I like that this design takes some of the great things we know about visual information and applies it to a specific company function.  This is one way the companies can leverage the power of visual information with their customers.

It’s interesting that I couldn’t find the original infographic on either Gryffin or TollFreeForwarding.com sites.  There’s no blog post or infographic landing page on either one.

Again, we see the folk research statistic that “the brain processes visual information 60,000 times faster than text.”  This data point is quoted so often that people believe it’s true, but no one can find the research to back it up.  As far as anyone can tel, it was quoted in some marketing information from 3M in the 1980’s to support sales of transparency sheets used on overhead projects.  If you’re interest, I suggest reading these posts from Alan Levine and Darren Kuropatwa.

Found on www.mediabistro.com and Visual.ly

Monday
Aug112014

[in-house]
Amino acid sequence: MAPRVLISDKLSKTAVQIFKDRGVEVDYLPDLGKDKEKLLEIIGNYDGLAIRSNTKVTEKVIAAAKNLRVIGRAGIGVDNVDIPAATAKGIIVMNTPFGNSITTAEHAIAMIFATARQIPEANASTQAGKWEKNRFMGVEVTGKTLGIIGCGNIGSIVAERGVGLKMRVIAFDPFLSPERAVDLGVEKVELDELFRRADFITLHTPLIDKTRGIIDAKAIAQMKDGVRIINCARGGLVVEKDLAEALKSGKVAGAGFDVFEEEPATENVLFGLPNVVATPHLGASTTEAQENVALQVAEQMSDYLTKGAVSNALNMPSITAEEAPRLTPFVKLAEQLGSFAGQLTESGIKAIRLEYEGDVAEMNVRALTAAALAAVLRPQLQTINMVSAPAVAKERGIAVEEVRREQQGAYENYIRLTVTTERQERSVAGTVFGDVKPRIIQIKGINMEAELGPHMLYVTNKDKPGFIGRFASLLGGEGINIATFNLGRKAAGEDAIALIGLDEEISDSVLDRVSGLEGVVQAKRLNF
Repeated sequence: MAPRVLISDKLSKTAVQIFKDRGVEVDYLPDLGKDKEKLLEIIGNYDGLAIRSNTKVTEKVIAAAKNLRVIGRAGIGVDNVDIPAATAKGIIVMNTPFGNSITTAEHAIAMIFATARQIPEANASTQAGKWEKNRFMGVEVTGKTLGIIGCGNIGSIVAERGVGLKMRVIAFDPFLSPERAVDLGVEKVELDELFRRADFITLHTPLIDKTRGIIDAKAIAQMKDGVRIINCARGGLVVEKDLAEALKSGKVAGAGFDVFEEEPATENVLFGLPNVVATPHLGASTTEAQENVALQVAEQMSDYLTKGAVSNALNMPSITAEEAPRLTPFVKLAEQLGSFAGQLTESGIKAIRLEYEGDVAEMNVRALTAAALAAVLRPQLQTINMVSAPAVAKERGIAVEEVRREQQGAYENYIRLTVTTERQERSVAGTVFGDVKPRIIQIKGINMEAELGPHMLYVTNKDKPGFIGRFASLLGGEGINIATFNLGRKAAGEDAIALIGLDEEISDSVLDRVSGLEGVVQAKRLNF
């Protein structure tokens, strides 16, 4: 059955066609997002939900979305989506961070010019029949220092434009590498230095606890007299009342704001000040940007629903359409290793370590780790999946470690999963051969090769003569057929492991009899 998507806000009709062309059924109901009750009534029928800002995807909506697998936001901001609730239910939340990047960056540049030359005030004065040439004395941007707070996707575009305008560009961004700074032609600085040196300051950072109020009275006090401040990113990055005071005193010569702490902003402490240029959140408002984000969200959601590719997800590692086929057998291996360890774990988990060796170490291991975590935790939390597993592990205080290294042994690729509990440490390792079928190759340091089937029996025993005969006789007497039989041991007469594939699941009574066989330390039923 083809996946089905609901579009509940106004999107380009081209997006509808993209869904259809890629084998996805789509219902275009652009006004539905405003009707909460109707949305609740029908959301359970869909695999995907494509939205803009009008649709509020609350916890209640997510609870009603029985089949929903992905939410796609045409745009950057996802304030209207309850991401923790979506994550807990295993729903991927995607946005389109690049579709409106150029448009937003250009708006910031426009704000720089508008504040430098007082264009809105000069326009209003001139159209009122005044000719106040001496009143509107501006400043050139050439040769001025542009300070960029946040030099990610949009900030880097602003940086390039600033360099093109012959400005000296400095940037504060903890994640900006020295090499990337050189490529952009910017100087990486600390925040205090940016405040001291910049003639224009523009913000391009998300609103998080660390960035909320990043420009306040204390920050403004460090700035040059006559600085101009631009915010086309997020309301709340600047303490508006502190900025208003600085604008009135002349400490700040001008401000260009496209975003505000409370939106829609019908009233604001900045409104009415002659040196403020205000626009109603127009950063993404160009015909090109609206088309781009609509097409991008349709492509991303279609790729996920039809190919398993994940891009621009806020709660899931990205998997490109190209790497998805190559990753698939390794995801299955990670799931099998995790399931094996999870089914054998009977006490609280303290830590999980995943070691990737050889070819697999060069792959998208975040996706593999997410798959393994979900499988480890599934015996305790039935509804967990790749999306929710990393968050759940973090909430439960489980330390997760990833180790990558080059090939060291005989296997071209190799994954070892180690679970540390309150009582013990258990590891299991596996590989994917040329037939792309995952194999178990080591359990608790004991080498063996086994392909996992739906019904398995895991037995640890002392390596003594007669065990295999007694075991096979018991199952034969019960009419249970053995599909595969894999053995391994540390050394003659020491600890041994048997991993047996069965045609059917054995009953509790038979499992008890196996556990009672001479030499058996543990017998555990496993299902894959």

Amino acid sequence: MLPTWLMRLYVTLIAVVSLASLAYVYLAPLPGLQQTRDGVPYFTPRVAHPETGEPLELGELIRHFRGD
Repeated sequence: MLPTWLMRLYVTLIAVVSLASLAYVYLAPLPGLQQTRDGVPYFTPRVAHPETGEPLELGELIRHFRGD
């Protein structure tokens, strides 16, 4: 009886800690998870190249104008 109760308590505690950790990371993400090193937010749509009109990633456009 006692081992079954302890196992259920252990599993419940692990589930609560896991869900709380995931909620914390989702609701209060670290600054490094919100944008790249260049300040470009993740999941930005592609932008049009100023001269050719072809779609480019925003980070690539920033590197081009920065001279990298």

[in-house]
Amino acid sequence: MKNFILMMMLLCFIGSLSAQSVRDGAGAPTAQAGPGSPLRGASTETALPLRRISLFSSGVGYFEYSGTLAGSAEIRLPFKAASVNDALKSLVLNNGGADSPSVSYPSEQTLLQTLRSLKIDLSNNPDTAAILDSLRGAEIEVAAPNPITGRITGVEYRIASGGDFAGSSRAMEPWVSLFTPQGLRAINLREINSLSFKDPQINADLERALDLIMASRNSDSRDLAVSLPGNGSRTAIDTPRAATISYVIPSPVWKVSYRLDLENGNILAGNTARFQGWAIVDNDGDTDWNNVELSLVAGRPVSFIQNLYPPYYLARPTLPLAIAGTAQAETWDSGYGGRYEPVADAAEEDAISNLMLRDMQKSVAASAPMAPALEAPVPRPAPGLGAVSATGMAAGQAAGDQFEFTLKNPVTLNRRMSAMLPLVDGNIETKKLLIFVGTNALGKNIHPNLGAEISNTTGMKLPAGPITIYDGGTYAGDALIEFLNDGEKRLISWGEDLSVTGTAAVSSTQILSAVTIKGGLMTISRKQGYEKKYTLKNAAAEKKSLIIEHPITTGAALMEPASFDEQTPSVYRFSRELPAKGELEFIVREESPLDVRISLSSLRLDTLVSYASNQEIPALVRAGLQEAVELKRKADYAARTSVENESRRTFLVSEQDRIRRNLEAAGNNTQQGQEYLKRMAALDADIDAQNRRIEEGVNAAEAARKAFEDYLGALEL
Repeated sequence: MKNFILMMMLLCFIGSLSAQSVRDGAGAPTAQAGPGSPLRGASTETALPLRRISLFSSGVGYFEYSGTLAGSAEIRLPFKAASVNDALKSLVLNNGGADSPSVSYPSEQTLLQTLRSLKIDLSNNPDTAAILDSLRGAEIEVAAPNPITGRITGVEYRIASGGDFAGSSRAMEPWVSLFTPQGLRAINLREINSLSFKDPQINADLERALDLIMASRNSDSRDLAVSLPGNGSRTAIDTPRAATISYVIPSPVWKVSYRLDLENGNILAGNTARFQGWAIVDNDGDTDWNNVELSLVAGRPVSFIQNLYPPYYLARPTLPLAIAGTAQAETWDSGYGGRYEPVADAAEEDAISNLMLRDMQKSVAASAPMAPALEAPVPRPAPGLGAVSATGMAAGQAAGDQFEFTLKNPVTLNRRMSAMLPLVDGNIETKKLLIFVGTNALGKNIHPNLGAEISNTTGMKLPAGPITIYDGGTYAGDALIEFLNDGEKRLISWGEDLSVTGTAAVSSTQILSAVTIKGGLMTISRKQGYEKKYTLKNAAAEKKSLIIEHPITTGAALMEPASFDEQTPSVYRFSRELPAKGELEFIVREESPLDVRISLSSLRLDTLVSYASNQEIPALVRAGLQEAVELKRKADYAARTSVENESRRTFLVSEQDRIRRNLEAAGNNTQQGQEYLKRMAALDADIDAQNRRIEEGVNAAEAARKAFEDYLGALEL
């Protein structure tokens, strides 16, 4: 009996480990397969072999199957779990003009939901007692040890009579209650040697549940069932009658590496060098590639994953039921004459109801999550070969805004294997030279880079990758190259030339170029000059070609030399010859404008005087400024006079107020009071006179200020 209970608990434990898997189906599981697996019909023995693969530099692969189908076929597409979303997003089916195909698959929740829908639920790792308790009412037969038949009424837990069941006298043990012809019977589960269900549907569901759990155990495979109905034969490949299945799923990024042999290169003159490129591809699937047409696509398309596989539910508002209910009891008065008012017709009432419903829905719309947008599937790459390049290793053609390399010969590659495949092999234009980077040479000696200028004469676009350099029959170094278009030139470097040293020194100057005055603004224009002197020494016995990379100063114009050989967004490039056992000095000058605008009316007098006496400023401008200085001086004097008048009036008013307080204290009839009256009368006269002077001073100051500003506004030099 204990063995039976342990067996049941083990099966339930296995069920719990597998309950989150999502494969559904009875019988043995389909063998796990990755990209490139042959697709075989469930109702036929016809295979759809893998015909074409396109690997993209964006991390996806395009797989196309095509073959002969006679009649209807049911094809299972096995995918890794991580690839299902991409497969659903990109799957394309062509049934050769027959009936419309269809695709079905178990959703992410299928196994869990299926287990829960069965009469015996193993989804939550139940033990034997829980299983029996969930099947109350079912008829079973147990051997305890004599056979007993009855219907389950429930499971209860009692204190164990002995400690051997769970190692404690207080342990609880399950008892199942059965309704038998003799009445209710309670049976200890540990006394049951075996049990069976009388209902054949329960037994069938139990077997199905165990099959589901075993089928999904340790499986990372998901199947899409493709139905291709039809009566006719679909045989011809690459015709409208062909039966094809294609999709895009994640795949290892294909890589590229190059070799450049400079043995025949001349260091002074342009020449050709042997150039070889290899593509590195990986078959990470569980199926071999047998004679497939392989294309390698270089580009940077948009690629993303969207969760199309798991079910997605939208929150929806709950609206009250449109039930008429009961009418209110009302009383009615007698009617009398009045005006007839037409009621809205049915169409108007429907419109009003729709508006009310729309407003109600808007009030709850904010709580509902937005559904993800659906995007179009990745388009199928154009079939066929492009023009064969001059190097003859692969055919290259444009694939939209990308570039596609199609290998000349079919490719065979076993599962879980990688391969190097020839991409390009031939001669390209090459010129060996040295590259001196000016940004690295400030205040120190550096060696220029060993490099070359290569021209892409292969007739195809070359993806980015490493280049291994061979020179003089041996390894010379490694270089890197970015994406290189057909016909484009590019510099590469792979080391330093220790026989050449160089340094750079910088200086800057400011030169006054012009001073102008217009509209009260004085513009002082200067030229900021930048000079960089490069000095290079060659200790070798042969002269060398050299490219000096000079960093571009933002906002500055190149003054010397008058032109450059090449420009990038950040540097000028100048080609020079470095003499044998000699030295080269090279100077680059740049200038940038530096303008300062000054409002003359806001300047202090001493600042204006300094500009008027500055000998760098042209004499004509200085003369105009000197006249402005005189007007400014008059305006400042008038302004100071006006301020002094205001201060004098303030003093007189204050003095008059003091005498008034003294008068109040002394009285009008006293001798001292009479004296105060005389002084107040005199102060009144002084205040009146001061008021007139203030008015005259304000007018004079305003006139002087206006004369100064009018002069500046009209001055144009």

12 Reasons Your Business Needs to Get Visual

12 Reasons Your Business Needs to Get Visual infographic

If we’ve said it once, we’ve said it a million times… but once more wont hurt! Visuals are important!!! This infographic from re:DESIGN attempts to summarize the reasons why in 12 Reasons Your Business Needs to Get Visual.

The shift to the visual is evident everywhere we look, in all media — the infographic explains why.

A good, strong visual married to a good concept — with the right strategy and the right words — wins every time, especially in today’s busy, noisy media world. One thing is clear: visuals and all that traditional creative expertise brings to the table has never been more important for capturing eyeballs, expanding brand influence, and getting people to act.

Love the message and most of the points included.  Good choice of images for each section. However, big fonts are not data visualizations and the infographic looks like it’s pushing the use of bigger fonts instead of visuals. Data shown in a big font does not provide the audience with any context, not do they make the data easier to understand.

I also noticed the popular false statistic included in the design: “Visual data is processed by the brain 60,000 times faster than text.”  It’s a statistic often quoted in presentations and infographics about the value of visual information, but it’s not true.  I’d love for this statistic to be real, but no one has been able to track down the original research.  It was used decades ago in some 3M marketing materials for transparencies used with overhead projectors (yes, that long ago).  It’s quoted so often now that everyone believes it.